At first glance, Microsoft's whopping $8.5 billion acquisition of Skype may seem like a pure consumer play to bolster Windows Live, Windows Phone 7 and Xbox Kinect— or an extremely expensive way to prevent Google from gobbling up Skype first.
It is in fact both of those things, according to industry analysts, but the Microsoft-Skype deal will also have an impact on enterprise users, particularly those who use unified communications daily as part of their jobs.
In addition to enhancing the telephony features of Microsoft Outlook and unified communications platform, Lync, the Skype purchase gives Microsoft an important weapon in "the consumerization of IT" and opens up video conferencing to more than just co-workers, according to Forrester research VP Ted Schadler.
Another Forrester analyst, Charles Golvin, says that although Microsoft will struggle to generate revenue from the Skype purchase, the companies' united technologies will tear down traditional communications walls.
"E-mail, instant messaging, and voice are becoming one massive river of communications," says Golvin, "and Skype and Microsoft will further unite communications, consumers and businesses."
So before you brush off Microsoft's most expensive acquisition ever as solely for consumers, consider these three reasons that a Microsoft-Skype union benefits the corporate user.
It's a 'Consumerization of IT' Winner
It's no secret that Skype is a consumer darling with a reported 600 million users, but it is also a "consumerization brand." It's a bridge technology people use to do video calls with grandma but also helps them do their jobs more effectively.
"Consumerization of IT is just people using familiar consumer tools to get work done," writes Forrester's Schadler in a blog post.
"Google and Apple and Skype have dominant consumerization brands. Microsoft does not — until now. And as a bonus, Google doesn't get to buy Skype. And more importantly, neither does Cisco."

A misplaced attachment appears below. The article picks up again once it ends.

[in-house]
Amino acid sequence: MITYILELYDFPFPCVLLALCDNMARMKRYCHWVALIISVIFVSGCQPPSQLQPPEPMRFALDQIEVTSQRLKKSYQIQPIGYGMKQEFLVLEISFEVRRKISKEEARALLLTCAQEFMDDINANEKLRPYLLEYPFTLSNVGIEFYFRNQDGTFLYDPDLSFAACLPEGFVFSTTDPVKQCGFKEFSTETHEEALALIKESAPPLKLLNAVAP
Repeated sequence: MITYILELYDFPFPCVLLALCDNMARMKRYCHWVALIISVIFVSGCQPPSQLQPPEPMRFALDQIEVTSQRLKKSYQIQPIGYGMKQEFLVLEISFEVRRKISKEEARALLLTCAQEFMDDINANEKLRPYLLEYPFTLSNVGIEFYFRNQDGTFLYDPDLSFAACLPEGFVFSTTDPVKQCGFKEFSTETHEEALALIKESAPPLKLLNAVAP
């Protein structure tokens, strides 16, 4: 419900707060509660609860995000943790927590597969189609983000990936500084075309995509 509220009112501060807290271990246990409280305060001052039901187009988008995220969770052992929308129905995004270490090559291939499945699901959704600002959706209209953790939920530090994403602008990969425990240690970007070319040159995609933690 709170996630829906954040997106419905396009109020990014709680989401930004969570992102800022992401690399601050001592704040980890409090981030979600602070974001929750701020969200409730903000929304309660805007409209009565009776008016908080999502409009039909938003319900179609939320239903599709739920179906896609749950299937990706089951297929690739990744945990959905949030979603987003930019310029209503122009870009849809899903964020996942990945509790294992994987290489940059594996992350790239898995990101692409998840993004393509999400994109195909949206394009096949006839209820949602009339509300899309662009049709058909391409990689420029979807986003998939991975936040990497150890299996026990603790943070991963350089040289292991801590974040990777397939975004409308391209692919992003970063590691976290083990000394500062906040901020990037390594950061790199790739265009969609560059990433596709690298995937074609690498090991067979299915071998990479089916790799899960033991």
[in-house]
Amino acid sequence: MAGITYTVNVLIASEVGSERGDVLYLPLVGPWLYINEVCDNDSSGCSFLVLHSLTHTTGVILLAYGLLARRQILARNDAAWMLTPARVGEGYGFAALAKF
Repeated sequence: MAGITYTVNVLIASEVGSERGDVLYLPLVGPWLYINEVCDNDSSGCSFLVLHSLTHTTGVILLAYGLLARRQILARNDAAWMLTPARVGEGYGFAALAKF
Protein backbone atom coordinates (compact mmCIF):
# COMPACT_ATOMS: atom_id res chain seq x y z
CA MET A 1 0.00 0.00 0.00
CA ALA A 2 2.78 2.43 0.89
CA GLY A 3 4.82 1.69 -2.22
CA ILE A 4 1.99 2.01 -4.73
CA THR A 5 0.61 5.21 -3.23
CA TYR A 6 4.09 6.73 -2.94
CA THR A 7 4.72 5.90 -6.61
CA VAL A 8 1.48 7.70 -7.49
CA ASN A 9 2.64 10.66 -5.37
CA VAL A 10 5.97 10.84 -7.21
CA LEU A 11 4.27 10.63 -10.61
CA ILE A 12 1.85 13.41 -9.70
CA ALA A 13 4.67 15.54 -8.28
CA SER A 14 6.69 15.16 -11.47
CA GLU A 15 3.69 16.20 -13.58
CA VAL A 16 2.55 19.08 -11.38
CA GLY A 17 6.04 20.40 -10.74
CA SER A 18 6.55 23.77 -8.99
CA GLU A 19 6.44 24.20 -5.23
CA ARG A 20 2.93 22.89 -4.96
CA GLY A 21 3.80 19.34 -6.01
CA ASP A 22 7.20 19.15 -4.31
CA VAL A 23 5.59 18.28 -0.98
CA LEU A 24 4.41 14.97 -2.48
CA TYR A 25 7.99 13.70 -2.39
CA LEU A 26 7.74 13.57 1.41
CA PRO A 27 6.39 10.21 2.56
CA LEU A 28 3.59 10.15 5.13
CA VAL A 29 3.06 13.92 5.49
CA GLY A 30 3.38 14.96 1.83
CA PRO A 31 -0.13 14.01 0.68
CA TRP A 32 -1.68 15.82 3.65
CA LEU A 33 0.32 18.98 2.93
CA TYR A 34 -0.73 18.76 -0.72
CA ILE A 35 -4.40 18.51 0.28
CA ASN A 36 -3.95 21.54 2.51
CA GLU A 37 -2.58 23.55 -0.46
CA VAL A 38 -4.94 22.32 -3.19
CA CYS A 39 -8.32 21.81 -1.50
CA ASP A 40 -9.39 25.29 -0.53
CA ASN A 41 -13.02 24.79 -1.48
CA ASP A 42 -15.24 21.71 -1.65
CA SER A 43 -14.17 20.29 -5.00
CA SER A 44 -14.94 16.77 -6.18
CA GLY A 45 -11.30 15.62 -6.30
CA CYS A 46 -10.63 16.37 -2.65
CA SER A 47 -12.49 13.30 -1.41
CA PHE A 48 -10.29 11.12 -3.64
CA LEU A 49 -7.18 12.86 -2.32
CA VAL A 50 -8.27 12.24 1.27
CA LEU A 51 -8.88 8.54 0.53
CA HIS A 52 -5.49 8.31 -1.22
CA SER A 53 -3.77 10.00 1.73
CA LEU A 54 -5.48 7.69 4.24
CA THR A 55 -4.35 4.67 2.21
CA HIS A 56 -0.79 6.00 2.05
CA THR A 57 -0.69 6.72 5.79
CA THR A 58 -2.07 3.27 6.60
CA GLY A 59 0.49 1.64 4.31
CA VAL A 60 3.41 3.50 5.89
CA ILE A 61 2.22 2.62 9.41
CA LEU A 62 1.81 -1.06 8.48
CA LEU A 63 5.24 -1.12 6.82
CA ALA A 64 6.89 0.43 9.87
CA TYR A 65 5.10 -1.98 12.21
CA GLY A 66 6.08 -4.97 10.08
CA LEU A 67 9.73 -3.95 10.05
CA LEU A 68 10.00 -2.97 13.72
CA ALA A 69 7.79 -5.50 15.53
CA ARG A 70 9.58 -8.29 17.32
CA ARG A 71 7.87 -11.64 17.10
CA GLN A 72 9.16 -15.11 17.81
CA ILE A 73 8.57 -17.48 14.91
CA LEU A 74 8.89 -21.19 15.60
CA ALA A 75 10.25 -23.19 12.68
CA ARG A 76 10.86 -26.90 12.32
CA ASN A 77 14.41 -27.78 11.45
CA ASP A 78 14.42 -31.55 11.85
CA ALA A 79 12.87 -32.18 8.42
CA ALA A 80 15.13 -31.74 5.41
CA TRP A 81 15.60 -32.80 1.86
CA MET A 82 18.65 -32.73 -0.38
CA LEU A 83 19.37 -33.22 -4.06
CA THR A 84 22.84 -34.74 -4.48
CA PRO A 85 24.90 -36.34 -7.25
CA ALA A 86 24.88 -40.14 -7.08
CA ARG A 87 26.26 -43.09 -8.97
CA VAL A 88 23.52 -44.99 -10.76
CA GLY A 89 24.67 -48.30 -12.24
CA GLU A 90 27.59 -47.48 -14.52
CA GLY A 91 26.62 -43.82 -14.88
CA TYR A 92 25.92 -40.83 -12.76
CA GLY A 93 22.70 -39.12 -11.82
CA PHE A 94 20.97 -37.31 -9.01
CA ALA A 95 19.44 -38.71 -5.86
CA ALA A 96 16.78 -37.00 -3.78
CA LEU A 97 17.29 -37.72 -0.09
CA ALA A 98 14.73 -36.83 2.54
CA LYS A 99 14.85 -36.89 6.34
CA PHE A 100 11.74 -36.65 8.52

Another Cloud Service in Microsoft's Sky
With Skype, Microsoft has another cloud service to sell along with Office 365 and Windows Azure. Cloud services are an area where Microsoft needs to generate revenue quickly. Hence, Microsoft will monetize Skype's various features and deliver them to enterprise users.
"While it's true that Skype has been slow to make money off its service, the potential is there," writes Schadler. "Local phone numbers, three-way video conferencing, business administration, and making calls to real phone numbers are all things that people will pay for."
On its own, Skype has never had the money to market these services to businesses, adds Schadler. But Microsoft has both the money and the businesses.
More Video Conferencing ... that IT Can Control
With Microsoft's Lync platform, enterprise workers can make use of IM, voice, video calls and Web meetings, but they can only do so with other employees or company partners who are using Lync.
But with a gateway between Skype and Lync that IT can manage, workers can use Lync-to-Lync to connect to colleagues and Lync-to-Skype to call, video call or IM with anyone who has Skype, including customers, partners and friends.
You can do all this today in your work environment just using Skype, says Schadler, but only if IT looks the other way. A Lync-to-Skype gateway allows IT to manage more open video conferencing between different technologies.
"With a Microsoft-sanctioned solution, IT could sign off on the practice," writes Schadler.
Shane O'Neill covers Microsoft, Windows, Operating Systems, Productivity Apps and Online Services for CIO.com. Follow Shane on Twitter @smoneill. Follow everything from CIO.com on Twitter @CIOonline and on Facebook. Email Shane at firstname.lastname@example.org